The CruXolve Foundation works to improve access to quality education through individual support and technical support to partner organizations.
Written by Sarah Bauler
I met Habtamu about nine years ago. I desperately wanted to take off my flaking wallpaper and paint over the mold-infested walls in our rented house in Addis Ababa, where my husband and I were stationed with Samaritan's Purse. Someone told me, "I know the best painter in town", so I eagerly drove to his house, which was in a slum area littered with trash and sewage. Habtamu came running to my vehicle, and through broken English and Amharic, he agreed to come to my house the next morning and start painting. It was a job that neither of us were prepared to undertake. First the walls had to be repaired, as the more wallpaper we peeled off the more damage we saw. Then we had to find the right color of paint. With so few choices in Ethiopia this was also quite the undertaking. We mixed and mixed, and then mixed some more. Finally we had the perfect raspberry color. Habtamu worked all week with fervor--he made me feel like nothing was impossible. By Christmas Eve (our first Christmas in Ethiopia) the house was done. It was one of my most memorable Christmas days. I still remember feeling so proud showing James our newly berry-painted living room with stockings hanging from our fire place. I had made a home for us, with Habtamu's help, and it felt so good.
Habtamu was an easy favorite with his nothing-is-impossible-attitude, and he soon became the Samaritan's Purse handyman. He seemed to think he could fix anything--he even tried to fix a broken ankle! But this was a refreshing change, and he soon became our family's full-time guard and handy man. I felt lucky to have him, as houses in Ethiopia seemed to have something in need of repair every day. He was our plumber, electrician, wood-worker, gardener, and of course, painter. He was also Noah's faithful companion in sheep herding. Every day he would hoist Noah to his shoulders and with a look of sheer delight he would take Noah to "hit" the sheep. Besides his general handyman skills, Habtamu was also a great story teller. This was perhaps what I liked about him best. Sometimes, if I felt bored, I would go find Habtamu and ask him tell me a story. He had lived such an interesting life as a soldier under the Derg Regime in Ethiopia. But it was the way he told stories that I loved the most. I would always end up laughing at his antics. He had a funny way of communicating. He was also a bit deaf--maybe a result of being a soldier. Often times he wouldn't hear James at the gate and I would have to yell, "Habtaaaamuuu!!!" He would always pop out of his guard house and say, "I'm fine!!!" Or he would say, "I'm not sleeping!!"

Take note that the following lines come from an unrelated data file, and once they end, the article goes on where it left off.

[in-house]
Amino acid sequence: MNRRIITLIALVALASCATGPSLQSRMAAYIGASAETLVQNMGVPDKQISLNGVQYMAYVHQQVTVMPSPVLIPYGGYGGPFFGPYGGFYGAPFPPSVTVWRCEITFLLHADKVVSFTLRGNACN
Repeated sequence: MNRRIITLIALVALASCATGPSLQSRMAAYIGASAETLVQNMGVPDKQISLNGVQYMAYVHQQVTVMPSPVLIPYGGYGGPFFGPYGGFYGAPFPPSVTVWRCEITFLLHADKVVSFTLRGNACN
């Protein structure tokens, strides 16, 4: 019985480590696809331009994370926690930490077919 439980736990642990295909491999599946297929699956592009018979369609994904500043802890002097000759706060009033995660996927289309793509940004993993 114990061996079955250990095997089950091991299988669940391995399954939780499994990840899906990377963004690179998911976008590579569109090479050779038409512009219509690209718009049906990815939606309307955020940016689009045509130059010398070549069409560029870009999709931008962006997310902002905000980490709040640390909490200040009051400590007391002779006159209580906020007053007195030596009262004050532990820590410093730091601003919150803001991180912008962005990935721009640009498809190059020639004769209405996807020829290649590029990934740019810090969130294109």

During the last year we were in Ethiopia, I realized that Habtamu often seemed tired. He would complain of feeling cold at night and ask me what the warts were on his skin. I began thinking that maybe he was HIV positive, but I wasn't sure how to convince him to get tested without offending him. One day, he decided to get tested with our driver, Seesy. I told him before he went, "Habtamu, whatever the result are, it doesn't matter. Even if you are HIV positive I will love you just the same. Nothing changes." This seemed to comfort him. A few days later he received his result--he was, indeed, HIV positive. in fact, his CD4 count was already so low that he had full blown AIDS. I remember the look he had on his face when he came to see us shortly after knowing his status--he was terrified...it seemed as though he had aged 20 years overnight. I told him over and over, "It'll be okay Habtamu. We love you. It'll be okay." It didn't seem to help much though because he was just so scared. He decided to stop working--as iif knowing that he was sick had actually made him sick. I almost wished he had never taken the test. A few weeks later he was admitted to a government Tuberculosis hospital, as his pneumonia had developed into TB.
And this is where my story ends. Habtamu spent the last few weeks of his life in a poorly-equipped TB ward. I visited him as much as I could. At one visit he told me, "Noah is beautiful." He also said, "James is my father." He had a great love for our whole family. He developed other co-infections, but there was no medical equipment or medicines available to properly diagnosis or treat his other symptoms. He passed away shortly after being admitted--emaciated and in a great deal of pain. We knew that he would most likely die, but we didn't expect it to happen so soon. Not to our beloved Habtamu.
To honor Habtamu's memory and his optimistic, eager, and can-do spirit, CruXolve has started the "Habtamu Education Fund" that provides educational scholarships to children and young adults who reflect the same passion as Habtamu to make the world a better place.